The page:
CONCORD - The priorities of Speaker Bill O'Brien's legislature have been wrong for middle-class families and New Hampshire's economy, Democratic House and Senate leaders said at a press conference this morning, warning that worse could be yet to come.
"This Republican majority has had the wrong priorities for New Hampshire's middle-class families and the wrong priorities for our economy," said House Minority Leader Terie Norelli.
Republicans this session attempted to raise health insurances on women by eliminated guaranteed insurance coverage for birth control and raised tuition costs on New Hampshire families with the largest single cut to a public university system in the history of the US. They cut funding mental health, developmental disabilities and other services that are critical to the lives of Granite Staters, even as they lined the pockets of big tobacco companies by cutting the cigarette tax.
"Next on their agenda is a state takeover of Medicare, which would allow politicians in the New Hampshire Legislature to cut benefits for seniors, increase premiums, and raise the eligibility age," said Norelli.
An educated workforce is critical to our economic future - and Speaker Bill O'Brien's efforts to destroy affordable higher education will hurt our ability to attract new businesses and new jobs to our state.
While New Hampshire families are struggling, Bill O'Brien has threatened to cut another $400 million without saying where or how he would make those cuts. Even cutting all of the remaining funding for New Hampshire's colleges and universities would only get a quarter of the way to the Speaker's proposed additional cuts.
"In the context of New Hampshire's budget," said Senator Lou D'Alessandro, "the Speaker's proposed reductions and the current cuts already in place by the Tea Party legislature are enormous and devastating."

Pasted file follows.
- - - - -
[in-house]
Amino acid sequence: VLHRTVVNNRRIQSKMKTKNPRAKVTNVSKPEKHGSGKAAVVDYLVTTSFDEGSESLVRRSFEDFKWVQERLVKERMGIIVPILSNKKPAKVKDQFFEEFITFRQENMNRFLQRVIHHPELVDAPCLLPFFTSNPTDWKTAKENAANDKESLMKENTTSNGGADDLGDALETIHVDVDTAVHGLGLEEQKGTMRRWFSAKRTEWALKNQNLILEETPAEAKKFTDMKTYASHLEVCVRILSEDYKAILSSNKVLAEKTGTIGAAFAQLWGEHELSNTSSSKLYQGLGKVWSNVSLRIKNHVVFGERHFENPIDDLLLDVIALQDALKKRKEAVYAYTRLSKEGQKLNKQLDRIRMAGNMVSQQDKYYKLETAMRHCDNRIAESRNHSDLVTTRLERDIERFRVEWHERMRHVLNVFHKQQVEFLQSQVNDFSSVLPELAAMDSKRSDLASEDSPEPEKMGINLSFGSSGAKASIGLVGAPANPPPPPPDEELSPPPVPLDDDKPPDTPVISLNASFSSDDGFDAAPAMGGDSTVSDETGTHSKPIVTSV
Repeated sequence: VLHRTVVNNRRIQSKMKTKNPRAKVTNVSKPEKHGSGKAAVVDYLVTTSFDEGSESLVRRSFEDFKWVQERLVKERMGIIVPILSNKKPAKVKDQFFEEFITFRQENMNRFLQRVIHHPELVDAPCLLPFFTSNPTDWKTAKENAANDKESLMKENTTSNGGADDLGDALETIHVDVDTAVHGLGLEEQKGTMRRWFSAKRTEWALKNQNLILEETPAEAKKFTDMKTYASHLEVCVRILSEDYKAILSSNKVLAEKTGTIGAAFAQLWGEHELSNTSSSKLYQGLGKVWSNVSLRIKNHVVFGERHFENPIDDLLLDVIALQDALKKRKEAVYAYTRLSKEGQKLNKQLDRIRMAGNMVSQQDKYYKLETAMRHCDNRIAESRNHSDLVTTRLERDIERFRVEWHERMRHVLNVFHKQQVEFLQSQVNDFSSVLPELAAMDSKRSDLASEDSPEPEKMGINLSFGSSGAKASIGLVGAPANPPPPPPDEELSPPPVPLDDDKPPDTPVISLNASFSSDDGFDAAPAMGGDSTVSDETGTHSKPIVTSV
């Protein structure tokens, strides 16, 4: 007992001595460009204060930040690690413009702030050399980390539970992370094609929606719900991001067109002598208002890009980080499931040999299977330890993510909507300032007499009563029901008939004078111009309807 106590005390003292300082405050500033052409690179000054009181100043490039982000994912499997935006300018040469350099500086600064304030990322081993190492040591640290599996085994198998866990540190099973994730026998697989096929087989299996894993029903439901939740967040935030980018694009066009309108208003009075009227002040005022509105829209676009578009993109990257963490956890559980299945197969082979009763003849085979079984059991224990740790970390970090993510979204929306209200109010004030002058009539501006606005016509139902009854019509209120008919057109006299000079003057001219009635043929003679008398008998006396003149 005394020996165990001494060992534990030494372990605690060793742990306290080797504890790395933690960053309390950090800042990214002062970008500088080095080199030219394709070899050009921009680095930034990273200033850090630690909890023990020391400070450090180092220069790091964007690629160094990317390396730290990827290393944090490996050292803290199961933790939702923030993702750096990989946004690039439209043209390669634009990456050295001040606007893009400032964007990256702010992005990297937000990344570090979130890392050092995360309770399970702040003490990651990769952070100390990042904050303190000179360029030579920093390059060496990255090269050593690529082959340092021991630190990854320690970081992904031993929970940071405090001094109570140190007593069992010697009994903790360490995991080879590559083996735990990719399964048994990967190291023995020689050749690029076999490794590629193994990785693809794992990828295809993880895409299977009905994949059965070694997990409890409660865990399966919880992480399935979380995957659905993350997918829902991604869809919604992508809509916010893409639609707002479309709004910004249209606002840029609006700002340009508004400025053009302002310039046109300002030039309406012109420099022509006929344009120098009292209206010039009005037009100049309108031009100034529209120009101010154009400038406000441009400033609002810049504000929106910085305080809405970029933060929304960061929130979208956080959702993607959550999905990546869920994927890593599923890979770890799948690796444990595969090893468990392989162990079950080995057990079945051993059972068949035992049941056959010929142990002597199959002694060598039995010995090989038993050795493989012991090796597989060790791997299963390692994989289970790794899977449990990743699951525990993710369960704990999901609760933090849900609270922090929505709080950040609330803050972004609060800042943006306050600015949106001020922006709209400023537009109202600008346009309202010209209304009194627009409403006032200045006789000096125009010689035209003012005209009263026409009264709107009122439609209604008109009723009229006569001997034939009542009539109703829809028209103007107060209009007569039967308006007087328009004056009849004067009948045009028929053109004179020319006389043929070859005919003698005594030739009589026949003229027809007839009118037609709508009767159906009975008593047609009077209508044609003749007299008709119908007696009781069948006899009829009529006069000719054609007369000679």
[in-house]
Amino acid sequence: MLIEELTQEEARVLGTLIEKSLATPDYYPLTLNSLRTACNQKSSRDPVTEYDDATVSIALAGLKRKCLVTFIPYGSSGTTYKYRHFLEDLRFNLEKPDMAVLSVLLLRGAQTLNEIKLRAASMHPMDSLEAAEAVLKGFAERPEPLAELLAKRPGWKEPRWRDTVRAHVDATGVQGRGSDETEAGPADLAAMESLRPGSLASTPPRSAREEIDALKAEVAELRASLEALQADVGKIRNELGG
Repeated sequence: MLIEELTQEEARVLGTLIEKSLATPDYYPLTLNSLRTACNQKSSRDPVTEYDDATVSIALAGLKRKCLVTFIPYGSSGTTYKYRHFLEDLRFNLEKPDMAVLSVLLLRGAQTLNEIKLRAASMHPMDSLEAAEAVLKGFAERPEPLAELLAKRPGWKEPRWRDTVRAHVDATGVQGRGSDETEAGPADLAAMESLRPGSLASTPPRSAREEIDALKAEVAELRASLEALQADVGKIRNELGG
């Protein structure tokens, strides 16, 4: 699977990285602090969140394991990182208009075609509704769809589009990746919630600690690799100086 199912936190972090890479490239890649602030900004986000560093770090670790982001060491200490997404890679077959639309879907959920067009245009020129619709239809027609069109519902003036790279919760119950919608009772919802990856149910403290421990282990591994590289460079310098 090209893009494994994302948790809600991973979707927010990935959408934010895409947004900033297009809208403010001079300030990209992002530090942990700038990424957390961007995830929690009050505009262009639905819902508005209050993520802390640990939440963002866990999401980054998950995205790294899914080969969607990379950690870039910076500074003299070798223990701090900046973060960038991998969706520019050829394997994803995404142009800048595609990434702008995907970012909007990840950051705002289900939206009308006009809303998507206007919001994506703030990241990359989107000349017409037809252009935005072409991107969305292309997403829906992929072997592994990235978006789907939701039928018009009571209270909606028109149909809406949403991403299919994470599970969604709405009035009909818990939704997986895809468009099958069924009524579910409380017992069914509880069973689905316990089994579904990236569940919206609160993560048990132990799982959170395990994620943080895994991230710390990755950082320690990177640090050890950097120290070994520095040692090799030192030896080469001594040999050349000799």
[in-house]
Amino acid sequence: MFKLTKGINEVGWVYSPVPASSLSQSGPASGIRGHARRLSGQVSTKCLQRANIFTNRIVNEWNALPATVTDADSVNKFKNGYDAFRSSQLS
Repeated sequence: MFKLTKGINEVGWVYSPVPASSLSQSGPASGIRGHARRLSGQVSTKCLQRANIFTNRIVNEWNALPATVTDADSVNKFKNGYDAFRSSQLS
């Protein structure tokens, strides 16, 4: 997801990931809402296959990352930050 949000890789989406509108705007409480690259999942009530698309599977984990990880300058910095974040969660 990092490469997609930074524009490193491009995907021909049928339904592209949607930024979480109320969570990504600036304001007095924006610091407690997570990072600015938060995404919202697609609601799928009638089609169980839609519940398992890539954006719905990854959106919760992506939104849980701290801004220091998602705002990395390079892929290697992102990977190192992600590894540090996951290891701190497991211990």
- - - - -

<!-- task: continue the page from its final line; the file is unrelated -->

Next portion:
"This legislature has, at every occasion, chosen to side with radical special interests instead siding with New Hampshire's middle class families. Nowhere is that more true than in their misplaced education priorities," said Senator Molly Kelly.
Just last week, a Republican House member said that attending kindergarten causes crime - a claim which Ovide Lamontagne did not dispute. This legislature tried to eliminate public kindergarten and to tell kids they didn't have to go at school at all. They cut state aid to local schools, raising local property taxes.
"Simply put, Bill O'Brien's Tea Party legislature has made it easier to break the law and buy cigarettes, but harder to afford an education," said Kelly.
"For a group of people who came in to office at the start of 2011 promising to focus on the economy like a laser, we have to ask: Do they really understand how a laser is supposed to work," said Re. Steve Shurtleff
This legislature attached a radical, anti-choice amendment requiring a 24-hour waiting period for abortions - which they had already passed once but was rejected by the senate - to a bipartisan research and development tax credit. They voted to defund Planned Parenthood, which could put New Hampshire's entire Medicaid program at risk, and more importantly it denies women access to essential health care services such as cancer screening. They voted to increase costs on women by repealing coverage of contraception and even mandating that doctors provide false information to patients seeking an abortion.
"The only laser-like focus I've seen this legislative session has been in advancing a radical and far-right social agenda. This is not the agenda the voters thought they were getting in 2010 and it's not the agenda that the people of New Hampshire can afford in the future," Shurtleff said.
Throughout this session, Speaker O'Brien has repeatedly employed strong-arm tactics. He removed his own caucus members from committee and even his own Chairs and Vice Chairs whenever they failed to do exactly as told.
Just this week, without any warning or reason, O'Brien removed the Democratic House member from the Health Reform Oversight committee.
"The actions of this legislature have not gone unnoticed by the people of New Hampshire," said Rep. Gary Richardson. "The voters are looking for more from us. A recent poll in New Hampshire has identified the NH Legislature as being the 2nd biggest problem facing the state after the economy. The past session has been "my way or the highway."